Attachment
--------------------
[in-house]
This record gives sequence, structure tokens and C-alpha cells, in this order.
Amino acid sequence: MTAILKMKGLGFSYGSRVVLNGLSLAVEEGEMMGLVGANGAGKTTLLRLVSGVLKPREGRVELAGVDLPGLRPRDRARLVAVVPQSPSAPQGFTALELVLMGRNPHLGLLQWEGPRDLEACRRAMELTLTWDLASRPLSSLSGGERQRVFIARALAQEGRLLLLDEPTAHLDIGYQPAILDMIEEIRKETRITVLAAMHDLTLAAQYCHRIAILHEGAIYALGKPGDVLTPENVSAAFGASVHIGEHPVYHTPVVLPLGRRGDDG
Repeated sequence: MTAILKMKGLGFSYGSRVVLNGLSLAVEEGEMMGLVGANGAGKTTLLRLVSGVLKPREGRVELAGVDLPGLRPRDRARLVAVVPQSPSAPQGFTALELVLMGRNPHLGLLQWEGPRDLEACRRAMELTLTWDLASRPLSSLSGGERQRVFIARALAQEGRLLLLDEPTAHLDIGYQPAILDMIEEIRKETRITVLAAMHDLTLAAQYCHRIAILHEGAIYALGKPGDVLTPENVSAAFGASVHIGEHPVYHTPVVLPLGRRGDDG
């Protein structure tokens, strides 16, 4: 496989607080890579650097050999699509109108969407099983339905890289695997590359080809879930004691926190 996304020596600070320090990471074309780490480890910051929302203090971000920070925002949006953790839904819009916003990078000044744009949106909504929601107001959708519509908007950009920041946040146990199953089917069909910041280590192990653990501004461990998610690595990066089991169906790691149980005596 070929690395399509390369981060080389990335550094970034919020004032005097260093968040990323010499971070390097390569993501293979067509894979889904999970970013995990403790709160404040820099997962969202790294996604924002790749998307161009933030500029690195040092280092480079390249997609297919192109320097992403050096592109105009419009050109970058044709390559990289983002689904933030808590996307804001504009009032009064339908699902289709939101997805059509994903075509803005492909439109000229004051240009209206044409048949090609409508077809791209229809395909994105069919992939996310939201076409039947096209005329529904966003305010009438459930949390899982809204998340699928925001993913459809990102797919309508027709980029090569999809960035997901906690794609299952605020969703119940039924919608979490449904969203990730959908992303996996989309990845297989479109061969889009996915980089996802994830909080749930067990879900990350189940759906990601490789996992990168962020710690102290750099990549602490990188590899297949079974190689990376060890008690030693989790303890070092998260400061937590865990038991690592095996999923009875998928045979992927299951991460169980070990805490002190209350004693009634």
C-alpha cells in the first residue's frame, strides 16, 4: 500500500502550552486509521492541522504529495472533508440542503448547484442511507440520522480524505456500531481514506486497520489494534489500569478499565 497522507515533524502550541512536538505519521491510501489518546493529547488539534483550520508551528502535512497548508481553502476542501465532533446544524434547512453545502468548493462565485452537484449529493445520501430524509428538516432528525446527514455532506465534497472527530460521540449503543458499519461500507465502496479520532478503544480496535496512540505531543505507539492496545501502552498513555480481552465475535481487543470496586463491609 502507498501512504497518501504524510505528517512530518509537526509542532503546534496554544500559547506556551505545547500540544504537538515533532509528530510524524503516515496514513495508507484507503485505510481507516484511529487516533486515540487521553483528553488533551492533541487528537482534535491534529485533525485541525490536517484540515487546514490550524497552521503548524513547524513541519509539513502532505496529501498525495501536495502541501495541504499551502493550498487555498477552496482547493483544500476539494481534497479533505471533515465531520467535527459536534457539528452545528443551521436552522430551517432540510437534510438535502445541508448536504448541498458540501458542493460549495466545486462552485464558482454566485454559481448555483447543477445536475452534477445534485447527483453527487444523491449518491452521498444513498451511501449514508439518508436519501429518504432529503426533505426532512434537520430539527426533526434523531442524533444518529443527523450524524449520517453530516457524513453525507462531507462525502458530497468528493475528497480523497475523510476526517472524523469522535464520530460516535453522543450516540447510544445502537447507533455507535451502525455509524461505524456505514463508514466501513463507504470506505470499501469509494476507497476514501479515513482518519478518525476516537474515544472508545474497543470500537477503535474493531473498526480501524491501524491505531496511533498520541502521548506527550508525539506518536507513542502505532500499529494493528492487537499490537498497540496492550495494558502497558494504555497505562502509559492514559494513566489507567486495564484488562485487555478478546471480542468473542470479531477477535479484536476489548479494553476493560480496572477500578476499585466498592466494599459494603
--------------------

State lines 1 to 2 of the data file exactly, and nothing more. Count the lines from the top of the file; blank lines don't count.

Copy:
[in-house]
This record gives sequence, structure tokens and C-alpha cells, in this order.